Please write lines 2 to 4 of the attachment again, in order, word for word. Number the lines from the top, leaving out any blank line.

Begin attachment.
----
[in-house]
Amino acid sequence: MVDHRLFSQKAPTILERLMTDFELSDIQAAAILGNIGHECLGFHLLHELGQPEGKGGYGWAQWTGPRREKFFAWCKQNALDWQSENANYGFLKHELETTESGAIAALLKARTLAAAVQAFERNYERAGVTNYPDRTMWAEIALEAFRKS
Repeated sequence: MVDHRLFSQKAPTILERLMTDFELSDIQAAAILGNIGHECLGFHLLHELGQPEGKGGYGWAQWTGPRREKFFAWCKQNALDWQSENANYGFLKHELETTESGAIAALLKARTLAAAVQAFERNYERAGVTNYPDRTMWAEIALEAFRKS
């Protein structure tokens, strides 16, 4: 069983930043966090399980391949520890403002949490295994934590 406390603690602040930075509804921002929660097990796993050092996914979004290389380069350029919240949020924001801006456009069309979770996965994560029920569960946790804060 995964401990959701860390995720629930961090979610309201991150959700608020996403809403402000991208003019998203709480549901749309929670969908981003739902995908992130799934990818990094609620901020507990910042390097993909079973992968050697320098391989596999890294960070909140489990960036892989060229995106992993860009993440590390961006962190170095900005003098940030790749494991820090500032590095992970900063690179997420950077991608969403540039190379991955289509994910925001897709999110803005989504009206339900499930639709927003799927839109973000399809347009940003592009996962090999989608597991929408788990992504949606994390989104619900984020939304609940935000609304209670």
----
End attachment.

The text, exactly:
Amino acid sequence: MVDHRLFSQKAPTILERLMTDFELSDIQAAAILGNIGHECLGFHLLHELGQPEGKGGYGWAQWTGPRREKFFAWCKQNALDWQSENANYGFLKHELETTESGAIAALLKARTLAAAVQAFERNYERAGVTNYPDRTMWAEIALEAFRKS
Repeated sequence: MVDHRLFSQKAPTILERLMTDFELSDIQAAAILGNIGHECLGFHLLHELGQPEGKGGYGWAQWTGPRREKFFAWCKQNALDWQSENANYGFLKHELETTESGAIAALLKARTLAAAVQAFERNYERAGVTNYPDRTMWAEIALEAFRKS
């Protein structure tokens, strides 16, 4: 069983930043966090399980391949520890403002949490295994934590 406390603690602040930075509804921002929660097990796993050092996914979004290389380069350029919240949020924001801006456009069309979770996965994560029920569960946790804060 995964401990959701860390995720629930961090979610309201991150959700608020996403809403402000991208003019998203709480549901749309929670969908981003739902995908992130799934990818990094609620901020507990910042390097993909079973992968050697320098391989596999890294960070909140489990960036892989060229995106992993860009993440590390961006962190170095900005003098940030790749494991820090500032590095992970900063690179997420950077991608969403540039190379991955289509994910925001897709999110803005989504009206339900499930639709927003799927839109973000399809347009940003592009996962090999989608597991929408788990992504949606994390989104619900984020939304609940935000609304209670």